Perpetual Elevator

There’s nothing better than to read an article, blog post, or hear in an interview where a best selling author explains they continue to go through the very same things as writers who have never been published before.  Things like how each and every new book they work on, they feel they have to  learn to write all over again, or that they experience the same jittery nervousness about a new project they are starting, or how they worry over whether the story is any good, and last, what people will really think of it.  We read these things over and over, to help ourselves manage how we’re doing.  That lather, rinse, repeat sort of drill.

It also helps to write about it ad nauseum, hence today’s post.

About a month ago, I won first place (wheee!) in a contest out on Betsy Lerner’s blog.  The prize was a copy of Rosemary Mahoney’s sixth book, FOR THE BENEFIT OF THOSE WHO SEE.  Among Ms. Mahoney’s other experiences in the writing process, she indicated she shared the same view I have regarding what I see when I sit down to a blank computer/laptop screen.  And, Betsy’s blog is full of writers who have seen it all.  Success.  Failure.  Recrimination.  Glory.  Despair.  Personality disorders.  Medications to fix that.  Or alcohol.   There is a quirky little blurb off to the right of her page that puts it into perspective with her typical wry sense of humor.  It says, “Depressed? Anxious? You’ve come to the right place.  We accept all forms of insurance at The Lerner Rehabilitation Center for bitter writers.”  Well, I’m not bitter, but there may be some who are.

Whatever I read, whatever I subscribe to, eventually, at some point, a writer’s “feelings” come out during the process, and the list from above goes on.  Flattered.   Anguished.   Joyful.  Doubtful.  Encouraged.  Worried.  Elated.  Flattened.  The struggle to make the writing work.  The thought the writing is great, followed by the thought of hitting DELETE.  That could all happen in ten seconds.  If you want to know how it feels on any one given day, I can tell you.  Up, down, up, down.  Whichever way, welcome to the perpetual elevator called writing for a living.  (which sounds like an oxymoron at the  moment)

I’ve learned to try and ignore the emotional distress.  (who am I kidding?)  I don’t know why we are like this.  I had no idea I’d be like this.  It’s not that we’re special, far from it.  Most everyone wants to succeed, to be good at something.  But writers?  We want to be loved – our writing, that is, but ourselves, too.  We want to be swooned over.  We want flocks, no, make that droves of fans dying for an autograph, not the sound of crickets at a book signing.  We want someone telling us every five seconds how wonderful we are, and that no one, but no one can write like “us.”  Well.  That’s a bit much.  Almost like that number one fan in MISERY.  No.  Thank.  You.  I may only need my fingers to type, but I’d still like to keep both my feet.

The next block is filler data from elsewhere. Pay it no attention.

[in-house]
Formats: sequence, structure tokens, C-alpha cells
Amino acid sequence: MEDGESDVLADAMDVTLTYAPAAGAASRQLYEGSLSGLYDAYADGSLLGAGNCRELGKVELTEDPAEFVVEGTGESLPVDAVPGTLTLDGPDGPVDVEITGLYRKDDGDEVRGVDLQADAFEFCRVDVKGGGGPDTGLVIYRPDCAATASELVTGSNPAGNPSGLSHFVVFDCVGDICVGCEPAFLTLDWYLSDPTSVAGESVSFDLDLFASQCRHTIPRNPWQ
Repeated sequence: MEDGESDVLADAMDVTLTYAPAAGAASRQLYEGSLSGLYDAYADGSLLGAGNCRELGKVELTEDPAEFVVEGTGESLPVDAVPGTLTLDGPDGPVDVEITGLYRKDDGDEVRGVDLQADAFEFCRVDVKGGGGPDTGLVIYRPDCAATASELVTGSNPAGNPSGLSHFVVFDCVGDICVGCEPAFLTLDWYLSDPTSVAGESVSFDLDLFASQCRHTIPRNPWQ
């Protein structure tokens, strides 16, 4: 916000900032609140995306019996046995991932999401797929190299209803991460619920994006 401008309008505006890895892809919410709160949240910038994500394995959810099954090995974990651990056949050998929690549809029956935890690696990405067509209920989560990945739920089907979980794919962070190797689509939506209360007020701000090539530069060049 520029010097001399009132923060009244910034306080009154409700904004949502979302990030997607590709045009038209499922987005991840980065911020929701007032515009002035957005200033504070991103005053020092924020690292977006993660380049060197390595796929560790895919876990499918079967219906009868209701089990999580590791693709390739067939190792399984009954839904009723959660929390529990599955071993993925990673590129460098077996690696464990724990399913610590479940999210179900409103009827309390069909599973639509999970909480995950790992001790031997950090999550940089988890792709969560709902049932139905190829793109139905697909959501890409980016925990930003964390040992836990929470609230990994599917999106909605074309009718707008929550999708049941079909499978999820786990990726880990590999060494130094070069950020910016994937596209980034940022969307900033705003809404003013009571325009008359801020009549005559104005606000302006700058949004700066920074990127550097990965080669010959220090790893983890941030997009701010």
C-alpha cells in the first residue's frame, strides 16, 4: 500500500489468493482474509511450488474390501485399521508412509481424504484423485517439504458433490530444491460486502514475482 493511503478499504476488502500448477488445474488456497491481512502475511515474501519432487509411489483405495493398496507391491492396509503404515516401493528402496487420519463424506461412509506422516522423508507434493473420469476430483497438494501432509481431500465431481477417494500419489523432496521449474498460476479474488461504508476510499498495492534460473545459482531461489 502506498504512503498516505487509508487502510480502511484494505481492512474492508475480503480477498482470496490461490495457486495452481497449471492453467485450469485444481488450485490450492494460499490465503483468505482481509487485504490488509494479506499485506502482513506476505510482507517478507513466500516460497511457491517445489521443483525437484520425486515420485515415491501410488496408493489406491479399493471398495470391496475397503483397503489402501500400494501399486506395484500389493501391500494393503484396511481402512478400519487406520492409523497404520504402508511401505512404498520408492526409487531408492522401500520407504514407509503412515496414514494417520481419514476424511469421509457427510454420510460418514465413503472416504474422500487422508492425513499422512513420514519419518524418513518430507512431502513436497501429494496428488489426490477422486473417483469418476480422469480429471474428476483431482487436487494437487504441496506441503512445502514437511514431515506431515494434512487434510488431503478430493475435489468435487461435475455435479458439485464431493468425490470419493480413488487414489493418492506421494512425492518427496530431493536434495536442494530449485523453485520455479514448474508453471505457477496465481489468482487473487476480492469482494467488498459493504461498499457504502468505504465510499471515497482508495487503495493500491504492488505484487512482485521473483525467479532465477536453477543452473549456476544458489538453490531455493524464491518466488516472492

We study sentences like we’re studying for the SAT’s.  We dwell over award winning authors, bestsellers, and scrutinize the reviews, searching out why a particular story is loved.  We compare our work, try to spot the weaknesses and the strengths.  We dream about writing a bestseller, we have nightmares about writing a bestseller.  We try to ignore all of the bad and only think of the good.

Our work stays hidden for a long time.  Months, sometimes years goes by before anyone else sees it, or if anyone gets a peek, it’s very few.  And when it comes to putting it out there, we go through that lather, rinse, repeat cycle again, and again.  We remember the one’s who made it, and try to remember they’ve been here too, and felt just like this.  They said so.  Despite the very apparent frailty of a writer’s psyche, we’re ready or we wouldn’t have let it go – no sugar coating, please.  Well, maybe just a little sprinkle.

How are you feeling about your writing?  Is your elevator on the way up, or going down?

 

 

 

 

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